Laboratory evaluation should be ordered to help identify any potentially reversible causes of an ileus, such as hypokalemia or signs of infection. A complete blood count should look for anemia to rule out bleeding or an elevated white count, as may be seen with an abscess, infection, or intestinal ischemia. The electrolyte panel should look for electrolyte abnormalities and replace them as needed.

Treatment / Management

Treatment of an ileus requires time and supportive management. Bowel rest, intravenous (IV) fluid therapy, and, if warranted, nasogastric (NG) decompression are important steps. Historically these treatments were thought to lower complications and improve outcomes, but a recent review of the evidence shows otherwise.[15] Chewing gum has been studied and seems to be a cheap, well-tolerated way to potentially help with ileus as it stimulates the cephalocaudal reflex, which promotes peristalsis and inhibits inflammation.[19][20] Unfortunately, these are the only options we currently have as pharmacologic agents have been ineffective. Many have been studied in the past with inconsistent outcomes, including erythromycin, sympathetic inhibitors (guanethidine), parasympathetic stimulators (neostigmine), hormonal agents (cholecystokinin, motilin).

Treatment of the underlying condition is paramount. Treating the infection, electrolyte abnormalities, decreasing opiate use, can all potentially decrease the durability of an ileus. These can be difficult to treat in the case of prolonged illness with mechanical ventilation, and septic shock that leads to lengthy bed-bound periods. Total parenteral nutrition (TPN) is recommended if the patient is unable to tolerate adequate oral intake after seven days. Decreasing opiate use and transitioning to a multimodal pain regimen has benefits, as does early ambulation. In the setting of postoperative ileus, the best treatment is prevention. Enhanced recovery protocols, regional anesthesia, opioid-sparing analgesics, and laparoscopy have all shown improvement in the number of postoperative ileus cases.[11][15]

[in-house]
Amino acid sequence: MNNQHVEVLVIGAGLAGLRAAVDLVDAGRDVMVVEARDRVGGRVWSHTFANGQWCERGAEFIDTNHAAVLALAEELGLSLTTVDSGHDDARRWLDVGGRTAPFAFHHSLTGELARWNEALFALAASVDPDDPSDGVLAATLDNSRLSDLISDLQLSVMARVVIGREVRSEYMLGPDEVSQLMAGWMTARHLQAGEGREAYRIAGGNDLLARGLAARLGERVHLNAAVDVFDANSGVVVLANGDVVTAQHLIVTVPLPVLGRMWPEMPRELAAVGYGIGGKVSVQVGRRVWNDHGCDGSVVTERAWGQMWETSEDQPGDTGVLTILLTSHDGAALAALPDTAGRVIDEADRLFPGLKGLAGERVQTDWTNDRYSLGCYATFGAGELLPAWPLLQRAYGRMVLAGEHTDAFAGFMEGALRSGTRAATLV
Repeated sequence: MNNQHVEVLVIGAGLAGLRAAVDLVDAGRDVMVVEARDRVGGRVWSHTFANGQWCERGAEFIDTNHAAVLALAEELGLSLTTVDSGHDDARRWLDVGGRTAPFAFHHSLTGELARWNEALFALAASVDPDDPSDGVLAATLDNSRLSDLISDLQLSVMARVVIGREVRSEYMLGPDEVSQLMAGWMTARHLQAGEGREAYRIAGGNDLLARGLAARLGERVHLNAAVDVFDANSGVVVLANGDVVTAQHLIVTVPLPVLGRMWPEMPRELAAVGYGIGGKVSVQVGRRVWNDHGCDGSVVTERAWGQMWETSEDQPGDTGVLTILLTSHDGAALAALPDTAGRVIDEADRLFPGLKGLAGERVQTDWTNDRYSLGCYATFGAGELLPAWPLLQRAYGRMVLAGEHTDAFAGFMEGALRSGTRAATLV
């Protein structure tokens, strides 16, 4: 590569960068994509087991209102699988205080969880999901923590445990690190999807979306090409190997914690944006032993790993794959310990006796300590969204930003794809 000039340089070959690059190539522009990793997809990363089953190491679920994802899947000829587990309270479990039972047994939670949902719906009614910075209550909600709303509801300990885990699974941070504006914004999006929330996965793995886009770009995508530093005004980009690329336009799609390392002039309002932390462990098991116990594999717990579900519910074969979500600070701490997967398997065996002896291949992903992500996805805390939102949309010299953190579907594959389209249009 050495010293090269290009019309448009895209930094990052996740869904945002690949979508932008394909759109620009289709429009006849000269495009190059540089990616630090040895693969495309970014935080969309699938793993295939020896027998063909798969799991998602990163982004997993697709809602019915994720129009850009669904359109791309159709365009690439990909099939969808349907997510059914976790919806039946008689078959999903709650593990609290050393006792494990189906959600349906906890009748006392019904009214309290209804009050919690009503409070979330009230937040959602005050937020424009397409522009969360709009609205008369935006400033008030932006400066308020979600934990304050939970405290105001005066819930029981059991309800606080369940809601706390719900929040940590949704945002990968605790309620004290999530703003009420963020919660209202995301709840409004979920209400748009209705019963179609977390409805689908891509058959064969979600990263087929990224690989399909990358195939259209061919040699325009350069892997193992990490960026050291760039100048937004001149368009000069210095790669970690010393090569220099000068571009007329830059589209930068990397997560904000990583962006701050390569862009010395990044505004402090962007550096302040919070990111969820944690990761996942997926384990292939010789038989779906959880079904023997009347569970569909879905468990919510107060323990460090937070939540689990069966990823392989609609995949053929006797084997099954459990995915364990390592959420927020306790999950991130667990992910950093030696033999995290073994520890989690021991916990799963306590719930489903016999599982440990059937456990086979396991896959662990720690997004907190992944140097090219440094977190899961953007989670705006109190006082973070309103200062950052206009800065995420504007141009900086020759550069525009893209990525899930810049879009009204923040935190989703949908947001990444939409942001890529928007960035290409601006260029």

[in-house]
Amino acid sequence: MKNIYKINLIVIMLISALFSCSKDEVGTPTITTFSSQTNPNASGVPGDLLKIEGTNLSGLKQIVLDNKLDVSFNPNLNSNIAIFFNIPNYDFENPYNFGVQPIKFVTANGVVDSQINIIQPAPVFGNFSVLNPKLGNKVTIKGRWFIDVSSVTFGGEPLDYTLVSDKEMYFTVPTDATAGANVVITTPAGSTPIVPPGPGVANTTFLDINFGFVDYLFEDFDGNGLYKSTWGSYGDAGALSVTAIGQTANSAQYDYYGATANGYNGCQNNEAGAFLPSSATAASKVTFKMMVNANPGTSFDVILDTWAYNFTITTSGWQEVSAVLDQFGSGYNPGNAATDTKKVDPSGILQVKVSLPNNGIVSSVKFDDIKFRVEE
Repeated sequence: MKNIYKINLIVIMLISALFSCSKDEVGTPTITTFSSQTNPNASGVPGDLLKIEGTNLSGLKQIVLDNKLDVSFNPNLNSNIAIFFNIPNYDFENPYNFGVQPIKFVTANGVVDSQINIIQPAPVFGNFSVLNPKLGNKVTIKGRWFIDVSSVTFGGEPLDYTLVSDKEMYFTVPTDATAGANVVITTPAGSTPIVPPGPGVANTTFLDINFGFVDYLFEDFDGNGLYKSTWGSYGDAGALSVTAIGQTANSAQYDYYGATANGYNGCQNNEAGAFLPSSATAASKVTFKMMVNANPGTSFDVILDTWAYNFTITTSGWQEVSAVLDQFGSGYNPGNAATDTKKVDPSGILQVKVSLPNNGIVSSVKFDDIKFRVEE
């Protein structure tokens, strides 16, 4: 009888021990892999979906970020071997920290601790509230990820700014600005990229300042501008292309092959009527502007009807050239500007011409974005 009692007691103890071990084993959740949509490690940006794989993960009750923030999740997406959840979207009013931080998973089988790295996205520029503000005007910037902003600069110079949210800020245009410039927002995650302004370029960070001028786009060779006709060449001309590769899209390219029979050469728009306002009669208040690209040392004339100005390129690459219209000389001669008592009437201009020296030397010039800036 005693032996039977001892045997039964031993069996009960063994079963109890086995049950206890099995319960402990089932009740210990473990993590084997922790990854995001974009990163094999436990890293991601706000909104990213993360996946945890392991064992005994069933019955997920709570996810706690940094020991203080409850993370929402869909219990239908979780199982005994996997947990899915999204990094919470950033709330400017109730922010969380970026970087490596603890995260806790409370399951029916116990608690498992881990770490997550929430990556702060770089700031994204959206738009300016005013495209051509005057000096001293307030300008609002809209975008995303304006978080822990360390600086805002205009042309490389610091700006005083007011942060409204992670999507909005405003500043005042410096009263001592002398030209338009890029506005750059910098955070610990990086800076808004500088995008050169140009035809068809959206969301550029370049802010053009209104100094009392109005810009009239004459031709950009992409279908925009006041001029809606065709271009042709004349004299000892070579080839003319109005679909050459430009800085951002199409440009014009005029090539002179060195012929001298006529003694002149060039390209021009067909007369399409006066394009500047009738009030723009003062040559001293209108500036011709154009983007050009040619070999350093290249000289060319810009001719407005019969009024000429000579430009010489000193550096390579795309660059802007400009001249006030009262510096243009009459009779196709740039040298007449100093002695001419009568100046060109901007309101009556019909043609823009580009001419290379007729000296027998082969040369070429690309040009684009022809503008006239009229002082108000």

Differential Diagnosis

The evaluation of an ileus needs to exclude other more concerning diagnoses such as small bowel obstruction, intra-abdominal abscess, or perforation. Some of these may require some type of intervention, and it is important to distinguish them. The most important diagnosis to distinguish from an ileus is an obstruction. Patients with a postoperative obstruction often have an initial return of bowel function and oral intake with subsequent nausea, vomiting, abdominal distention, and pain, whereas an ileus patient usually has no return of bowel function or oral intake. Intense pain, feculent emesis, or rapid onset/progression of pain/distension are usually a sign of obstruction and not of an ileus. The use of small bowel follow-through with gastrografin or water-soluble contrast is becoming increasingly useful for small bowel obstructions and can help to further distinguish obstruction from an ileus. Gastrografin has been noted to therapeutically treat adhesive small bowel obstructions.[21][22] Its use to treat a postoperative ileus has not been proven; it may improve some of the symptoms, but the duration of the ileus and the length of stay are not reduced.[22][23][24][25]